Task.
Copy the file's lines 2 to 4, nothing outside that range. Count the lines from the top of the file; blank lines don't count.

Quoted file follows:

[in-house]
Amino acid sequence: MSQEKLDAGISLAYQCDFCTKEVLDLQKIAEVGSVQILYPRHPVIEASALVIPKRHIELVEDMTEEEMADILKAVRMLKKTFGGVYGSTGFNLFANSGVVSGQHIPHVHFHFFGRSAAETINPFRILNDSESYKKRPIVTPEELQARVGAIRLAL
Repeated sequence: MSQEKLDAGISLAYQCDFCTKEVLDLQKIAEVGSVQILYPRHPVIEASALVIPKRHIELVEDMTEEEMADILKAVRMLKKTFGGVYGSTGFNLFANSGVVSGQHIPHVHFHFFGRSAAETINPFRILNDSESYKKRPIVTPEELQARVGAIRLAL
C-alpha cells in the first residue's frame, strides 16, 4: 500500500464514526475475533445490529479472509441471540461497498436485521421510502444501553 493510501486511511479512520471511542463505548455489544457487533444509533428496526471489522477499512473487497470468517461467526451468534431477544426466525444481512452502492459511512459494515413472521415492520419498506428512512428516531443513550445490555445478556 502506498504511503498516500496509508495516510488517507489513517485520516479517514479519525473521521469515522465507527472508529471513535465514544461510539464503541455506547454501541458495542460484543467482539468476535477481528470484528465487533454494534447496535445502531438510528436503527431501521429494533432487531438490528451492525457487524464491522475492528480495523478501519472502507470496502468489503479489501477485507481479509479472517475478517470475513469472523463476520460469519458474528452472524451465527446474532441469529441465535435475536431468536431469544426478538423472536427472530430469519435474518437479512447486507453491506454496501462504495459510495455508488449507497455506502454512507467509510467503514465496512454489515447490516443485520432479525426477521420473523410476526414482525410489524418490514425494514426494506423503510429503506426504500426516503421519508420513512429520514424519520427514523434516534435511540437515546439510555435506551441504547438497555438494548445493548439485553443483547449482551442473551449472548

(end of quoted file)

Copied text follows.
Amino acid sequence: MSQEKLDAGISLAYQCDFCTKEVLDLQKIAEVGSVQILYPRHPVIEASALVIPKRHIELVEDMTEEEMADILKAVRMLKKTFGGVYGSTGFNLFANSGVVSGQHIPHVHFHFFGRSAAETINPFRILNDSESYKKRPIVTPEELQARVGAIRLAL
Repeated sequence: MSQEKLDAGISLAYQCDFCTKEVLDLQKIAEVGSVQILYPRHPVIEASALVIPKRHIELVEDMTEEEMADILKAVRMLKKTFGGVYGSTGFNLFANSGVVSGQHIPHVHFHFFGRSAAETINPFRILNDSESYKKRPIVTPEELQARVGAIRLAL
C-alpha cells in the first residue's frame, strides 16, 4: 500500500464514526475475533445490529479472509441471540461497498436485521421510502444501553 493510501486511511479512520471511542463505548455489544457487533444509533428496526471489522477499512473487497470468517461467526451468534431477544426466525444481512452502492459511512459494515413472521415492520419498506428512512428516531443513550445490555445478556 502506498504511503498516500496509508495516510488517507489513517485520516479517514479519525473521521469515522465507527472508529471513535465514544461510539464503541455506547454501541458495542460484543467482539468476535477481528470484528465487533454494534447496535445502531438510528436503527431501521429494533432487531438490528451492525457487524464491522475492528480495523478501519472502507470496502468489503479489501477485507481479509479472517475478517470475513469472523463476520460469519458474528452472524451465527446474532441469529441465535435475536431468536431469544426478538423472536427472530430469519435474518437479512447486507453491506454496501462504495459510495455508488449507497455506502454512507467509510467503514465496512454489515447490516443485520432479525426477521420473523410476526414482525410489524418490514425494514426494506423503510429503506426504500426516503421519508420513512429520514424519520427514523434516534435511540437515546439510555435506551441504547438497555438494548445493548439485553443483547449482551442473551449472548